E (t ) ≈ 2 kA e Example: Consider three damped oscillators: All have m = 250 g and k =85 N/m, but oscillator (1) has b1 = 0, (2) has b2 = .070 kg/s and (3) has b3 = 5kg/s. What are (a) the periods of these oscillators and (b) how long does it take in each case unIl the oscillaIon amplitude has dropped to half of its iniIal value ? b12 k k 85N/m ω1 = − = = ω0 = = 18.44rad/s 2 m 4m m 0.25kg 2π ⇒ T1 = = 0.340s ω1
ω2 =
2 b2 k 85N/m (0.07 kg/s)2 − = − = 18.44rad/s ≈ ω 0 m 4 m2 0.25kg 4 ⋅ (0.25kg)2 (b) Condi3on: xa (t1/ 2 ) = xa (0 ) ⇒ Ae− bt 1 2 1/ 2 /2m = 1 A 2 where xa is the amplitude of the oscilla3on at some 3me t. ln e− bt1/2 / 2 m = ln ( ) 1 2 b32 k 85N/m (5kg/s)2 ω3 = − = − = 15.49rad/s m 4 m2 0.25kg 4 ⋅ 0.25kg 2π ⇒ T3 = = 0.406s ω3 (1) t1/2 = ∞ (2) t1/2 = 4.95s (3) t1/2 = 0.07s Forced oscilla3ons If you are periodically applying a force on an oscillator (as in pushing somebody on a swing) you are ‘forcing’ the oscilla3on. If the force applied is harmonic and there is also some damping, the diﬀeren3al equa3on would look like this ( just add the periodic external to the net force in Newton’s second law): d 2x dx m 2 + b + kx = Fext sin ω t + ϕ ⇒ x = A cos(ω t + φ ) dt dt Fext / m A= 2 ⎛ bω ⎞ 2 (ω 2 − ω 0 )2 + ⎜ ⎝ m⎟ ⎠ ( ) But one thing is interes3ng: We have two angular frequencies: the ‘natural’ frequency of the oscillator given by ω 0 = k m and the frequency of the external force, ω, where / ω=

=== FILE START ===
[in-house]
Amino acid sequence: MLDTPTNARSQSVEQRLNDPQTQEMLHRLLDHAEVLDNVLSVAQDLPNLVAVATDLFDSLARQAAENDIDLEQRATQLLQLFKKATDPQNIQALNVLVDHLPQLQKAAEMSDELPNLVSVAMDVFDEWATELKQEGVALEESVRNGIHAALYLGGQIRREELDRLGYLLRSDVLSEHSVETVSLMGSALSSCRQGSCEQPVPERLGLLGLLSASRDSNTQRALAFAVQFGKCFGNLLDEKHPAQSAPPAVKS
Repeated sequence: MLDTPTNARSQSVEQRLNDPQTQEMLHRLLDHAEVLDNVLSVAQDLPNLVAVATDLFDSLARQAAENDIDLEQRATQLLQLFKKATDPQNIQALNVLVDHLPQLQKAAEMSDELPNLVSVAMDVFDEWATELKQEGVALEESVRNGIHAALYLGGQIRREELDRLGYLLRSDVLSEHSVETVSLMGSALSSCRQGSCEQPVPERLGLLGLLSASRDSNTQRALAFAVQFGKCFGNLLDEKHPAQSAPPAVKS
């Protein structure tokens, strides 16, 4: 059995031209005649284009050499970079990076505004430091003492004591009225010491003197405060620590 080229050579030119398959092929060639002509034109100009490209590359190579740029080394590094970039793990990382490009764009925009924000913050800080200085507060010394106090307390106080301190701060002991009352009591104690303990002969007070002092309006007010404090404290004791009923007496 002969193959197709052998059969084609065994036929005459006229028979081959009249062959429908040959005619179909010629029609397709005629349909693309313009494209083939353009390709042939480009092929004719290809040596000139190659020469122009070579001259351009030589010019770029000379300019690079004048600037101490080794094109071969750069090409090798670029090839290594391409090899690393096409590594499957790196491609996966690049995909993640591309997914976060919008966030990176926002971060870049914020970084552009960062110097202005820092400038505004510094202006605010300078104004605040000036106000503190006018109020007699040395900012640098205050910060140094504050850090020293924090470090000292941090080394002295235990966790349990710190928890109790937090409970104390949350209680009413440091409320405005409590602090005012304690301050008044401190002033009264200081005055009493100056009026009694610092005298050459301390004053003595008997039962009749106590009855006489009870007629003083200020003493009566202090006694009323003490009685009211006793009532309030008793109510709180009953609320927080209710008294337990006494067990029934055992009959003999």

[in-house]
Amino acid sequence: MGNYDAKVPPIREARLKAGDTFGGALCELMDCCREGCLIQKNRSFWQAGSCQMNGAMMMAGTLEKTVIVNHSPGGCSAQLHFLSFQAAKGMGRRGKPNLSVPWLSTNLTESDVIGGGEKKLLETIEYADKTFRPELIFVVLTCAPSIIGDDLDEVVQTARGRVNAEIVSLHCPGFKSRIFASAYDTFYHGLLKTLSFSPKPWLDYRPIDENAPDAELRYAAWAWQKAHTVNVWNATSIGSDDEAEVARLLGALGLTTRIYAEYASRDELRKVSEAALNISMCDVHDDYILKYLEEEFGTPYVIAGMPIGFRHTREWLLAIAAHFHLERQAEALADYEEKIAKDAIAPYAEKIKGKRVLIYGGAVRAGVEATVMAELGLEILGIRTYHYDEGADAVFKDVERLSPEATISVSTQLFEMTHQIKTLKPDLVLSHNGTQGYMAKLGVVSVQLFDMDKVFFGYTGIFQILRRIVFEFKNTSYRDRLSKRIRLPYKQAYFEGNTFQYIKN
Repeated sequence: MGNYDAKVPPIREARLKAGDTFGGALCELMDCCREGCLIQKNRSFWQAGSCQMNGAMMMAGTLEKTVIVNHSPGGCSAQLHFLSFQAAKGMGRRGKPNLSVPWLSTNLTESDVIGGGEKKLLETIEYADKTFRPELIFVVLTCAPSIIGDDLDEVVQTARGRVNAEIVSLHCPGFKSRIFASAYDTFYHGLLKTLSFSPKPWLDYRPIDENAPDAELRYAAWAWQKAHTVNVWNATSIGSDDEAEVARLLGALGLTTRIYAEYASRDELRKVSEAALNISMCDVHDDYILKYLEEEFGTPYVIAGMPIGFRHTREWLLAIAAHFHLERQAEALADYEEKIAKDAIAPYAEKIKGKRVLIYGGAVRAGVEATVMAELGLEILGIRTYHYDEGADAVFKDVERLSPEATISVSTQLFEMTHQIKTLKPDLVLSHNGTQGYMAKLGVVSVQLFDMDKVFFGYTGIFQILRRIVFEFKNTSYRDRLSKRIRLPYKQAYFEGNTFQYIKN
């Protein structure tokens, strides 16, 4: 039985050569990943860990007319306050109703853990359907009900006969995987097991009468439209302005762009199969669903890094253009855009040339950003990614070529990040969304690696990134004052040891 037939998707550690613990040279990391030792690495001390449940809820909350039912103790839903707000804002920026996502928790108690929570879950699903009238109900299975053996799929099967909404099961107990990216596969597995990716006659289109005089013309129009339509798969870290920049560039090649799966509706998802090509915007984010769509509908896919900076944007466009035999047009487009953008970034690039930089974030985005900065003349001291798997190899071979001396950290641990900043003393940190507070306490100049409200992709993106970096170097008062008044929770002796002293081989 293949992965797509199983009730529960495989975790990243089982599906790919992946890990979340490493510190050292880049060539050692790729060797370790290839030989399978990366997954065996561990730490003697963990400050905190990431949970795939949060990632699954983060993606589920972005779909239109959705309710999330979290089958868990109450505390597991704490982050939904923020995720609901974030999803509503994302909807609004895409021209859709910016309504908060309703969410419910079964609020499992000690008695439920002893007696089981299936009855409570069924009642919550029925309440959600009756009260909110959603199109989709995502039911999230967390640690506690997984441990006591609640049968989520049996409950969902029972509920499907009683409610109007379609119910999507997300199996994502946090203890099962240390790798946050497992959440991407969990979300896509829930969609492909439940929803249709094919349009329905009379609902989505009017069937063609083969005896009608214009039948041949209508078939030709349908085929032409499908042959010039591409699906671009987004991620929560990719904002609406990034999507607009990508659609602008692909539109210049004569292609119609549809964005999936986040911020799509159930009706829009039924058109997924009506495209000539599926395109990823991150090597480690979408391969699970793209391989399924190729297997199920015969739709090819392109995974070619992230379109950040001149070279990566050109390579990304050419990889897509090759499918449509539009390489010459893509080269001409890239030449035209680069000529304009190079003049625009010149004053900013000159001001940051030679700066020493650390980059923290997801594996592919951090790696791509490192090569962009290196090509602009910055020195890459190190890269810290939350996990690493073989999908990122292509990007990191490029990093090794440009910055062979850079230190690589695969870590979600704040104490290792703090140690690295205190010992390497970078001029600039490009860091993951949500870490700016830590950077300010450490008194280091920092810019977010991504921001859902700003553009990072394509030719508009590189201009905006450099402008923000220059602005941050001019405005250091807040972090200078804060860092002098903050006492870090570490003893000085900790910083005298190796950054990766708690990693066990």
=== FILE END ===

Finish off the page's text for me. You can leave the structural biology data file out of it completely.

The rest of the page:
k / m − b2 / 4 m 2 What happens when these two frequencies are (1) not the same or (2) the same ? Resonance A= Fext / m ⎛ bω ⎞ 2 (ω 2 − ω 0 )2 + ⎜ ⎝ m⎟ ⎠
2 When frequency of the driving force ω approaches the natural frequency of the oscillator ω0 , the amplitude of the oscilla3on gets very large. This drama3c increase of amplitude is called resonance and the frequency at this occurs (ω = ω0) is called the resonant frequency. THE POWER OF RESONANCE CAN DESTROY A BRIDGE. ON NOVEMBER 7, 1940, THE ACCLAIMED TACOMA NARROWS BRIDGE COLLAPSED DUE TO OVERWHELMING RESONANCE ...